Wallace, David Foster

Tagged: Author

(1962-2008) US author who began publishing work of interest with "The Planet Trillaphon as it Stands in Relation to the Bad Thing" for the Amherst Review in 1984; the story combines a post-modernist sensibility – the planet in question is a non-metaphorized vision of the internal architecture of a distressed mind roiled by anti-depressant Drugs – and a presciently sf-like recognition that Perception does not only influence but may in fact shape the case of the world. Throughout his short but extremely intense career, Wallace was lucky in the writers who influenced him – the list includes Don DeLillo, David Markson and Thomas Pynchon – and was himself widely influential on his peers and successors.

His first novel, The Broom of the System (1987), utilizes images from and investigations of Linguistics to create a character who understands the surreal world he inhabits as confirming that he is in essence a linguistic construct. His second novel, the vast Infinite Jest (1996), which is set in a Near Future North America now called ONAN (Organization of North American Nations), is genuine sf, both in its literal setting and in the intensity of its gaze upon the multifarious unfolding of the things of the world into the futures that are upon us. The central line of plot revolves around the attempts of Les Assassins des Fauteils Rollants,a group of legless Québécois separatists, to gain possession of a Basilisk: a short film called "Infinite Jest", contained in a cartridge as a recursive loop, which has the effect on those who view it so absorbing them that they are unable to stop watching. The obvious relevance of this central line of story to urban life in the late twentieth century is never reduced to metaphor; in accordance with the deep grammar of the fantastic in general, the story is told literally. In his unfinished, posthumously edited final novel, The Pale King (2011), it appears that by 1985 or so the modern world is hovering on the cusp of obliterating, basilisk-like boredom, induced in part by a radical transfiguration of reality into clockwork superfetations of information (see Information Theory), and accompanied by the kind of emanations – ghosts, ESP phenomena including levitation, characters whose sensitivity to data flow is supernatural – that can plausibly be sourced in the kind of Urban Fantasy (see The Encyclopedia of Fantasy) served to intensify traditional horror in authors like Fritz Leiber, whose "Smoke Ghost" (October 1941 Unknown) prefigures Wallace's rendering of life and work in an American Internal Revenue Service tax centre.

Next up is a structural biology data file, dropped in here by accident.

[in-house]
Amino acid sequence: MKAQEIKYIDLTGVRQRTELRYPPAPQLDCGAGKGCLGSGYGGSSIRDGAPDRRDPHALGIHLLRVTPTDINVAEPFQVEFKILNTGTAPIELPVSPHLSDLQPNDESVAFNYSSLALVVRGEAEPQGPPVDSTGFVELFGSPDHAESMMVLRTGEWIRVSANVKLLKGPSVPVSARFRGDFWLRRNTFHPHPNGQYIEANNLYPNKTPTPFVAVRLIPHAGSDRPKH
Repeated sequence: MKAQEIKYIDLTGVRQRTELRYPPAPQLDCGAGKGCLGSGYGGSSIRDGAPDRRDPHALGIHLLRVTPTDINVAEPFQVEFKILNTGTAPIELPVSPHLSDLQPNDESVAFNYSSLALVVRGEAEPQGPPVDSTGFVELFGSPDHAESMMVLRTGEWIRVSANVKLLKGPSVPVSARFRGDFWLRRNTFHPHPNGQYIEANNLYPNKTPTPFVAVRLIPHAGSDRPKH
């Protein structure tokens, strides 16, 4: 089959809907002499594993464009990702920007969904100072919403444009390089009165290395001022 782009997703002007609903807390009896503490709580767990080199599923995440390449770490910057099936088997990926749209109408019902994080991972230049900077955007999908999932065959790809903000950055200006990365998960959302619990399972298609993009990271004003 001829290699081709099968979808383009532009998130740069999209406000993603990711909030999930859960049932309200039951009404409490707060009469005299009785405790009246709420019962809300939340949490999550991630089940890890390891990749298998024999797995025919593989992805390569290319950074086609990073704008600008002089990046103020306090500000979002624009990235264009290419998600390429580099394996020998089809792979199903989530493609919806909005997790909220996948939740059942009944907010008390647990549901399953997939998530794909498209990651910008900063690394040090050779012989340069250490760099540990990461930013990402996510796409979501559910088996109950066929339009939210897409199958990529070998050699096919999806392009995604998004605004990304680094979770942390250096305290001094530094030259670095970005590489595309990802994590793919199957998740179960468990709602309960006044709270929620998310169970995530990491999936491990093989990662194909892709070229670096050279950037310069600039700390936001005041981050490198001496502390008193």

Wallace's short fiction, some of it of quite extraordinary intensity and linguistic verve, ranges from explosive, gonzo exercises in postmodernism (see Postmodernism and SF) to the kind of sf found in his masterpiece; most of this material was assembled as The Girl With Curious Hair (coll 1989), Brief Interviews with Hideous Men (coll 1999) and Oblivion: Stories (coll 2004). Much of Wallace's nonfiction addressed political issues; some of it was prescient. [JC]

David Foster Wallace

born Ithaca, New York: 21 February 1962

died Claremont, California: 12 September 2008

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